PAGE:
Course Enables Dental, Medical Students to Learn from Each Other
They spend several of the most arduous years of their lives together, often within mere feet of each other.
Yet in many ways, medical students and dental students may as well inhabit different planets.
Those at Augusta University share the same campus and many of the same facilities. Overlap even exists in many portions of their curricula. Yet due largely to the extensive demands of their coursework, their paths seldom cross. Dr. Scott De Rossi, chairman of The Dental College of Georgia Department of Oral Health and Diagnostic Sciences, wants to help change that.
Students Teaching Students
He took a significant step in that direction recently when he oversaw dental students’ participation in a weeklong interprofessional course. The dental students’ role was to teach their Medical College of Georgia counterparts how to examine the oral cavity and screen for oral cancer.
“The oral cavity is not included in most medical school curricula,” De Rossi said, “yet there is growing evidence linking oral health to various systemic diseases, including stroke and heart disease. There are also oral manifestations of many medical illnesses, making it imperative to know how to do a thorough exam of the oral cavity.”
Physicians – particularly general health practitioners and emergency medicine physicians – can also serve as a first line of defense in screening for oral cancer, De Rossi noted.
In addressing this need, De Rossi and his colleagues provided the MCG participants with a module including a video, clinical checklist and handout related to oral exams. “They had that information going into the experience,” De Rossi said. Then, small groups of the MCG students were paired with a dental student who provided hands-on instruction, supervised by a preceptor.
“Each dental student demonstrated an exam of the oral cavity on a medical student, then each medical student performed the exam on the dental student,” De Rossi said. “The dental student was able to assess the skills and provide immediate feedback.”
The MCG students will return the favor later this year when teaching the dental students how to perform a cardiovascular exam.
De Rossi noted that the program addressed not only vital curricular needs, but the ongoing need to increase interaction among different disciplines. “Both medical and dental accrediting bodies are now mandating this as a requirement, so each school has to integrate it,” he said. “We need to do everything we can to break down silos.”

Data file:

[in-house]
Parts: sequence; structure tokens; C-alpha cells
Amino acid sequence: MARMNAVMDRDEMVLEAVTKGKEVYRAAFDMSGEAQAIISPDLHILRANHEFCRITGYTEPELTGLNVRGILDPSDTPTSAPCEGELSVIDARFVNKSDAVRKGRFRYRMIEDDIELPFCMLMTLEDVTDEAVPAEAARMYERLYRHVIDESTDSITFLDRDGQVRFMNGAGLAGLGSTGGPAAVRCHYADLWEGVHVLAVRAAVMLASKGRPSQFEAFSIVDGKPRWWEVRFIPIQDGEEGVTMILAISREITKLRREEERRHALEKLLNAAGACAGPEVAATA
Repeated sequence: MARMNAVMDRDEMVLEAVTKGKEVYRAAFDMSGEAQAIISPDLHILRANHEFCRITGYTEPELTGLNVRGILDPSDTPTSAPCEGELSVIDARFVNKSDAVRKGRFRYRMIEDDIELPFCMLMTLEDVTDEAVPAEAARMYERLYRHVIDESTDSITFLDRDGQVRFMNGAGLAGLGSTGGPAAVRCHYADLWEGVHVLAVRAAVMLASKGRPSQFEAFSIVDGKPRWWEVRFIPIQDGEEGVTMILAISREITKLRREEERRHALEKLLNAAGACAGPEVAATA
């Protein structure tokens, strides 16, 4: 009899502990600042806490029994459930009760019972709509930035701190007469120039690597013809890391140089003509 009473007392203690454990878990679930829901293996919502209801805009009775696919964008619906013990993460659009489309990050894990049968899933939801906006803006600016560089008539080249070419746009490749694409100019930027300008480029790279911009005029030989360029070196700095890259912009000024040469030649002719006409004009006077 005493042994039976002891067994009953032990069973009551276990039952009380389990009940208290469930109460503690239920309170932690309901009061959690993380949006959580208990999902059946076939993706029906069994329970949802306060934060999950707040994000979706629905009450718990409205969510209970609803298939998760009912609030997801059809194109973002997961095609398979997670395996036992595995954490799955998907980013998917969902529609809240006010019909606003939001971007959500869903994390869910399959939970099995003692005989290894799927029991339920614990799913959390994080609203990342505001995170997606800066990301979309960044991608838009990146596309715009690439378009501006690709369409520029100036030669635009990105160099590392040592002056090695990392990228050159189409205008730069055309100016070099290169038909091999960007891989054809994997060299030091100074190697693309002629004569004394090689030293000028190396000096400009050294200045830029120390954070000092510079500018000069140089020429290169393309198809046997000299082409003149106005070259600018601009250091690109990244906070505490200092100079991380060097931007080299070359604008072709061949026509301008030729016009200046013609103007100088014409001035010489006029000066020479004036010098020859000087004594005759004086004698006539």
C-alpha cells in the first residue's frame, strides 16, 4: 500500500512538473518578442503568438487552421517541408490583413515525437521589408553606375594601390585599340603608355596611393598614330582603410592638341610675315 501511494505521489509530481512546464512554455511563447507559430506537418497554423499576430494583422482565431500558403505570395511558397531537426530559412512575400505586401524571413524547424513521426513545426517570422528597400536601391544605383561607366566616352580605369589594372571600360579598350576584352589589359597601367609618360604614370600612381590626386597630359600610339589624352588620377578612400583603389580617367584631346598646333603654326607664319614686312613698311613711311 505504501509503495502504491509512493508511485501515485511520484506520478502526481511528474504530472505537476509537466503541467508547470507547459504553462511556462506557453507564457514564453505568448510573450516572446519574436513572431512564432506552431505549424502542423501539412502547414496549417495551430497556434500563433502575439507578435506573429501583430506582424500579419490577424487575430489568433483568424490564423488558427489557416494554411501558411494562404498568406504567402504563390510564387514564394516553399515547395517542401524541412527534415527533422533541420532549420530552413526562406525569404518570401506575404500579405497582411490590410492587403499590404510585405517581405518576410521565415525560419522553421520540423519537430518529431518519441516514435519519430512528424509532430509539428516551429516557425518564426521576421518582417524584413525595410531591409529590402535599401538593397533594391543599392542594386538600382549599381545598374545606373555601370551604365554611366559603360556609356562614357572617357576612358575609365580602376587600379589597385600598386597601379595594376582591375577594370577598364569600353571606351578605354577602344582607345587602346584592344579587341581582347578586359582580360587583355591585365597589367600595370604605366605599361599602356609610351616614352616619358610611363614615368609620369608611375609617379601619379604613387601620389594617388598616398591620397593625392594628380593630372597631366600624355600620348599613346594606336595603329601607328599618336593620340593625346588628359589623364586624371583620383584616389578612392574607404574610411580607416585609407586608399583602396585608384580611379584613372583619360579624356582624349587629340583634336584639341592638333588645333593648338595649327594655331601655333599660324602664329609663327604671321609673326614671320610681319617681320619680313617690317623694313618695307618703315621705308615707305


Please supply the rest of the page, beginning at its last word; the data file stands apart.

Resoundingly positive feedback is convincing him that he and his colleagues are on the right track. “We asked the participants to complete surveys both before and after the program,” he said. “We saw significant changes in the students’ attitudes toward working together in a learning environment and improving mutual respect between the two professions. And most importantly, they actually learned a lot. The medical students’ knowledge about the oral exam was greatly increased. They went from feeling uncomfortable to extremely comfortable in performing an oral exam.”
Said Dr. Robert R. Nesbit Jr., an emeritus professor of surgery who teaches physical diagnosis, “I told the students after the course that we now know more about head and neck exams than many physicians in practice.”
He added that the dental student instructing his group “was an excellent teacher – very knowledgeable and patient. Clearly, the more interdisciplinary contact we have, the better. It provides an understanding and feel for what others know and a respect for their skills.”
Spreading the Word
The program was such a success that De Rossi and his colleagues – including Dr. Kate Ciarrocca, DCG assistant professor of oral health and diagnostic sciences, and Dr. Shilpa Brown, MCG assistant professor of internal medicine – have been invited to present an abstract of the experience at the American Dental Education Association annual session next March in Denver.
“Programs like this foster the kind of interprofessional interaction we’re looking for,” De Rossi said. “The students get to work together, learn about what the other group is learning and why.”
Ciarrocca concurs. “Expanding interprofessional education in the curricula of all health professionals can improve key skills and prepare students for their careers by driving up standards of professionalism and best practice,” she said.
De Rossi adds that health professionals are increasingly integrating the medical and dental professions in the real world as well. Dentists’ vast expertise in treating all aspects of the oral cavity, he said, has long since rendered their original role obsolete. “The word dentist, literally translated, means ‘toothist,’” De Rossi said. “I have no interest in educating toothists. My goal is to educate oral health professionals. It really makes sense for us all to work together.”